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An Brief introduction to OLED displays


What is an OLED?

OLED stands for Organic Light-Emitting Diode is a flat light emitting technology that uses LEDs in which the light is produced by organic molecules, These organic LEDs are used to create what are considered to be the world’s best display panels, it made by placing a series of organic thin films between two conductors. When electrical current is applied, a bright light is emitted. OLEDs are emissive displays that do not require a backlight and so are thinner and more efficient than LCD displays-which do require a backlight. So it is a simple design - which brings with it many advantages over other display technologies. OLEDs enable emissive displays - which means that each pixel is controlled individually and emits its own light (unlike LCDs in which the light comes from a backlight unit). OLED displays feature great image quality, bright colors, fast motion and most importantly, and very high contrast. Most notably, “real” blacks (that cannot be achieved in LCDs due to the backlight). The simple OLED design also means that it is relatively easy to produce flexible and transparent displays. OLED displays are not just thin and efficient - they provide the best image quality ever and they can also be made transparent, flexible, foldable and even rollable and stretchable in the future. OLEDs represent the future of display technology!

OLED Device Structure

The OLED structure is an organic emitter placed between two electrodes. But in order to create efficient and long-lasting devices, commercial OLEDs use several intermediate layers, like electron transport and blocking layers. The whole organic stack is placed between the electrodes, and this whole structure is deposited on the substrate (like glass or plastic) and the display backplane (driver electronics). Some OLED displays on the market make dozens of different layers, one on top of the other, layer upon layer.

OLED Production Processes

Currently, nearly most of OLED displays on the market are produced by using an evaporation-based process in which the OLED materials are deposited in a vacuum chamber. This has proven to be a great way to make OLEDs, but the process has its limitations - mainly material waste and high cost.

It’s necessary to develop next-generation deposition processes to enable more efficient production. One example is ink-jet printing, which makes use of soluble OLED inks that can be deposited using huge printers. This process is faster than the current evaporation process, and has almost no waste of materials. While there are still some challenges to overcome, it is expected that printed OLEDs will start entering the market soon.

OLED Emitter Material Generations

The first OLED devices used so-called fluorescence emitters (1st-gen emitters). These are relatively stable and easy to produce compounds, but their internal efficiency is limited to around 25% - only a quarter of the energy is translated into light.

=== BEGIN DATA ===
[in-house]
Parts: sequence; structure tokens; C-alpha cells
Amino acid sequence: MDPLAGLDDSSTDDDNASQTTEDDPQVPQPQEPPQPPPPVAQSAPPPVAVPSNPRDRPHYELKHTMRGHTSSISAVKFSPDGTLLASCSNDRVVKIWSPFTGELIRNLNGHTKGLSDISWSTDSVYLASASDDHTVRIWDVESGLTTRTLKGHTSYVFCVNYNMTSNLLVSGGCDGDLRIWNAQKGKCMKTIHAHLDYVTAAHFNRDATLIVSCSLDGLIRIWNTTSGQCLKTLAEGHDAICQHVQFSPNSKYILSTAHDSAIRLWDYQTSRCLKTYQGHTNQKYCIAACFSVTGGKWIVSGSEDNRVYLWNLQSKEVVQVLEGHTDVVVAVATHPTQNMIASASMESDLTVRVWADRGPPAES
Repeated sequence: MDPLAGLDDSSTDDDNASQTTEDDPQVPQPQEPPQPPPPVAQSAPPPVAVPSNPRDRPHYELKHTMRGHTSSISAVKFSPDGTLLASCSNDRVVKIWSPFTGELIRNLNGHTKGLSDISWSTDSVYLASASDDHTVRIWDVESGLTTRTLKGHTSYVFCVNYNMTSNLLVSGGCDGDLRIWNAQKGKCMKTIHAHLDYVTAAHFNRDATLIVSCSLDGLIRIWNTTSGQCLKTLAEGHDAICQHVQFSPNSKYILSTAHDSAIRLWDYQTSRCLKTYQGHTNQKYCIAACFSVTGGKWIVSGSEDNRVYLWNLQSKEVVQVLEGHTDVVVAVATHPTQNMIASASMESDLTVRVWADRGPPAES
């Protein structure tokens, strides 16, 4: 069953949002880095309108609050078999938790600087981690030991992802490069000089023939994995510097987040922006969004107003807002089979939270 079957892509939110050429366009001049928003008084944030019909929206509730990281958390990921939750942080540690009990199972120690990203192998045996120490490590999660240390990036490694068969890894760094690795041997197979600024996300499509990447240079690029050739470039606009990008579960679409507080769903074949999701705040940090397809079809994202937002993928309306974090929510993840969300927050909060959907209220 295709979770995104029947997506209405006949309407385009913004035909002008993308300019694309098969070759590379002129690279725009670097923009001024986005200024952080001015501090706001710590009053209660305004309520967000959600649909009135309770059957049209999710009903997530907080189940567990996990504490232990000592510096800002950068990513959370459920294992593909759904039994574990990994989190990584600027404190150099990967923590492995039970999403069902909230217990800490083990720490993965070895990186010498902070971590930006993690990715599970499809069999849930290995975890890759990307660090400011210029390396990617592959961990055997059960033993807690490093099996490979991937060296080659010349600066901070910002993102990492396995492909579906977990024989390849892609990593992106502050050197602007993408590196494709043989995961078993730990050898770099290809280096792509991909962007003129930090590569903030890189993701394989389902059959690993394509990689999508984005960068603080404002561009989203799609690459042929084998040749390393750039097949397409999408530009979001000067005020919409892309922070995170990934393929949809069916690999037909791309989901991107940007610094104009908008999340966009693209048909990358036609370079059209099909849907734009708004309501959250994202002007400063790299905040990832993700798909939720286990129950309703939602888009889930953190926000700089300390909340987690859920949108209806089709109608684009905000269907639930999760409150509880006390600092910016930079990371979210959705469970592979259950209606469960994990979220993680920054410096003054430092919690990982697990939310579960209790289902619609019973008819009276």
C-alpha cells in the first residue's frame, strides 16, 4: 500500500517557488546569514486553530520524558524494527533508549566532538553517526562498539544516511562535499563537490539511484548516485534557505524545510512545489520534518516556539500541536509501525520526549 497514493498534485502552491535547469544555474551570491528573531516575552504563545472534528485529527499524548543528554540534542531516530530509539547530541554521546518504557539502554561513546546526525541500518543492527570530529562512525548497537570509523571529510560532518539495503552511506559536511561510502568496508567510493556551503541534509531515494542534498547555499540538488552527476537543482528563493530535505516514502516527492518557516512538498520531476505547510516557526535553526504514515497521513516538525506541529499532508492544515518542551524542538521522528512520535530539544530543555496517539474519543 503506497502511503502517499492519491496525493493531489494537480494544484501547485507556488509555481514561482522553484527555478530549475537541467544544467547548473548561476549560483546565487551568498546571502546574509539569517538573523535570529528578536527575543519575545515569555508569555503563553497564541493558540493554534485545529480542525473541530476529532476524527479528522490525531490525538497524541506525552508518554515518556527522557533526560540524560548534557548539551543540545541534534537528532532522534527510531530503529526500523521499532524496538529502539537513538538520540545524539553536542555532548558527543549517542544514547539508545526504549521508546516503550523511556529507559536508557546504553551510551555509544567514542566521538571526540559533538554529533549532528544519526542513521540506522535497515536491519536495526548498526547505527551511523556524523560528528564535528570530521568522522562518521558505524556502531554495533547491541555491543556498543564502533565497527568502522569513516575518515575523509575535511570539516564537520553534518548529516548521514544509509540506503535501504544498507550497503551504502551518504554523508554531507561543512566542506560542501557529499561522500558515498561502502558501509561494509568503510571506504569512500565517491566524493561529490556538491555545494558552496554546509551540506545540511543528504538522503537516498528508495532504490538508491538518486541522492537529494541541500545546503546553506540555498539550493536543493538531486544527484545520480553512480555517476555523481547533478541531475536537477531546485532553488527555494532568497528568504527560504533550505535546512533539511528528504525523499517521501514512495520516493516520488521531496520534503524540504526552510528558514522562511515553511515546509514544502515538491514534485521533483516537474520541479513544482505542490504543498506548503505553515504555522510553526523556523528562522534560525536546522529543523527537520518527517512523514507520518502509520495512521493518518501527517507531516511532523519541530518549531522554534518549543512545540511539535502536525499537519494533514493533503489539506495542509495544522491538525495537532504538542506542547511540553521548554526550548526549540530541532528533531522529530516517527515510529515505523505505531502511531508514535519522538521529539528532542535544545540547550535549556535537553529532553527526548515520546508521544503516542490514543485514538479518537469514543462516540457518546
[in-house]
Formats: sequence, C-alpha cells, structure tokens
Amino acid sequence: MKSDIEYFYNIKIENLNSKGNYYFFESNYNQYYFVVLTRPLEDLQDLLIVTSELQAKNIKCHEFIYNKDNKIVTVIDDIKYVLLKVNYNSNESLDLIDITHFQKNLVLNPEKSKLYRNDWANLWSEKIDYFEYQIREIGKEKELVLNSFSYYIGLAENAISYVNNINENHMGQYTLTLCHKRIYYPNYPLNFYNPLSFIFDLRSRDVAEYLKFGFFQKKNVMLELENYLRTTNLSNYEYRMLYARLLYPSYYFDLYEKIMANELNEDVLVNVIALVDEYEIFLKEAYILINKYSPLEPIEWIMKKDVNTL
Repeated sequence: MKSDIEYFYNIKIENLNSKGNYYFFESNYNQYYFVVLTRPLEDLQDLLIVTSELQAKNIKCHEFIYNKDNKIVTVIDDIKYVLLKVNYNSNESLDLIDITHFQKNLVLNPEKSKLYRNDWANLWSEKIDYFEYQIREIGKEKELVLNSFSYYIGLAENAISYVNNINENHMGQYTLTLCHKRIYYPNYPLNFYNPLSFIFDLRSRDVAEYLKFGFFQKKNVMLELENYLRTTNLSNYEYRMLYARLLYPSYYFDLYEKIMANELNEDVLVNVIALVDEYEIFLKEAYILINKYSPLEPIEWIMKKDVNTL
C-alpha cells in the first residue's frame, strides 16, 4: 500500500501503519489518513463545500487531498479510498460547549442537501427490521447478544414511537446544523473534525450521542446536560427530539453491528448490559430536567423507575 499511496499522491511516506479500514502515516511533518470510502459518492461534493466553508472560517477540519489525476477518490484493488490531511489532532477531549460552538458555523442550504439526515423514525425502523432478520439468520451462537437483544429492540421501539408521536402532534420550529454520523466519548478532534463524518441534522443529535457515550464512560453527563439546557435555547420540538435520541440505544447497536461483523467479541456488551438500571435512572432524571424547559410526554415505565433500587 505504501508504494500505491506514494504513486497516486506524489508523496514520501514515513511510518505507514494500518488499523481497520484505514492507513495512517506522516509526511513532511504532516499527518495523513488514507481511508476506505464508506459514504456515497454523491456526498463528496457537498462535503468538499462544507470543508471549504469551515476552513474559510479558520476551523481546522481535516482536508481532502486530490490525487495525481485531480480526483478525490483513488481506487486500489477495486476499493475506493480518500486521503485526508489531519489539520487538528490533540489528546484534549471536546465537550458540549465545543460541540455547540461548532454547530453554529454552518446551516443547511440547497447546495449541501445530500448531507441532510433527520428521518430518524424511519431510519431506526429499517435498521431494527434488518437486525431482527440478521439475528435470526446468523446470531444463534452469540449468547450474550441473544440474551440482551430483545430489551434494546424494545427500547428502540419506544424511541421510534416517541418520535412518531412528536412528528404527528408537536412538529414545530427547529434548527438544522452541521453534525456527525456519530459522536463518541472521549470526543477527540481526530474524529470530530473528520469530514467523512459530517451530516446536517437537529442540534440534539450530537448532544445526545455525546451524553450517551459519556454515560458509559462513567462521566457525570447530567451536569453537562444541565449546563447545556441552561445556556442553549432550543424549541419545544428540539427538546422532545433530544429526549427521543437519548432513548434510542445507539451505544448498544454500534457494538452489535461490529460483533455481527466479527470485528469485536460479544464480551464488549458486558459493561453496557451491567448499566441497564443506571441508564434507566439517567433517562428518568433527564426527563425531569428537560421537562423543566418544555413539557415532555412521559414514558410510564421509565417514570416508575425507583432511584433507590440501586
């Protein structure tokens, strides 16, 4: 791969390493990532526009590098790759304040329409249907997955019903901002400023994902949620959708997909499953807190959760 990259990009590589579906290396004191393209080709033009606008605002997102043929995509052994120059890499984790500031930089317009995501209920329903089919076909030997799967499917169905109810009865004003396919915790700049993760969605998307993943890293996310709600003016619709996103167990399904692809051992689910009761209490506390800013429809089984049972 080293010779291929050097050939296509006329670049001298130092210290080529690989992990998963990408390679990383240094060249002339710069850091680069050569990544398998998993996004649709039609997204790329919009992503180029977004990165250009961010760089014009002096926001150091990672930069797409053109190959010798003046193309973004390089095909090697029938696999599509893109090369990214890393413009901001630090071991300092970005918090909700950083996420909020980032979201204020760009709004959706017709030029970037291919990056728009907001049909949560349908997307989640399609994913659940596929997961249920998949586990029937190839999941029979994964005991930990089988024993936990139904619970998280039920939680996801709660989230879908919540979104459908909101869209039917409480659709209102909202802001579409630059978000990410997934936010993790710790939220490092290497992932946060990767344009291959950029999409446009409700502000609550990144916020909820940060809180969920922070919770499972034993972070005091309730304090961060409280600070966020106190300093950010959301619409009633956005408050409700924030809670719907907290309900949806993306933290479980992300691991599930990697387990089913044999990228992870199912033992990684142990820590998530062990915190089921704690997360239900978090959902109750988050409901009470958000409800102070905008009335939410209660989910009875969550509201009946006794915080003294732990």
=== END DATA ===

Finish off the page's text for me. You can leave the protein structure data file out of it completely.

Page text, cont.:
2nd-generation OLED emitters, called phosphorescence OLEDs, dope these emitters with heavy metals (usually iridium) which enables the internal efficiency up to 100%. As of today, very efficient red and green phosphorescence OLEDs are available on the market and most OLED displays make use of these to create highly efficient emitters.

An efficient and long-lasting blue emitter material has proven extremely hard to produce, and still need struggling to develop this material. Any much-anticipated success in doing so would surely have a dramatic effect on the power efficiency of OLED displays. While one option is to develop a blue phosphorescence OLED, there are also 3rd and even 4th generation materials (TADF and Hyperfluorescence) OLED technologies which show great promise.

Testing and organic of the OLED

Testing an OLED device involves simultaneously measuring its electrical and optical properties to generate a current-voltage-luminance (IVL) curve. This allows the power efficiency and brightness to be characterised. Lifetime testing is also important to ascertain how quickly an OLED will degrade over extended use.

The future of OLEDs seems bright, OLED technology is still an emerging technology, and many avenues are still open for new materials to be found and new processes to be developed that could further enhance OLED displays.

OLEDs are organic because they are made from carbon and hydrogen. OLEDs are very efficient and do not contain any bad metals, so it's a real green technology.

OLED disadvantages

OLEDs aren't perfect. First of all, it costs more to produce an OLED than it does to produce an LCD - although this should hopefully change in the future, as OLEDs has a potential to be even cheaper than LCDs because of their simple design (some believe that future OLEDs will be printed using simple ink-jet processes).

OLEDs have limited lifetime (like any display), that was quite a problem a few years ago. But there has been constant progress, and today this is almost a non-issue.

OLED white lighting

OLEDs can be used to create excellent light source. OLEDs offer diffuse area lighting and can be flexible, efficient, light, thin, transparent, color-tunable and more. OLEDs enable new designs and these devices emit healthier light compared to CFLs and LED lighting devices.

Several companies, all over the world are developing OLED lighting technologies. The market is still at its infancy, with very high prices as production volume is low. We hope that the future will see an increased adoption of OLED lighting, although currently there are many challenges yet before mass production begins.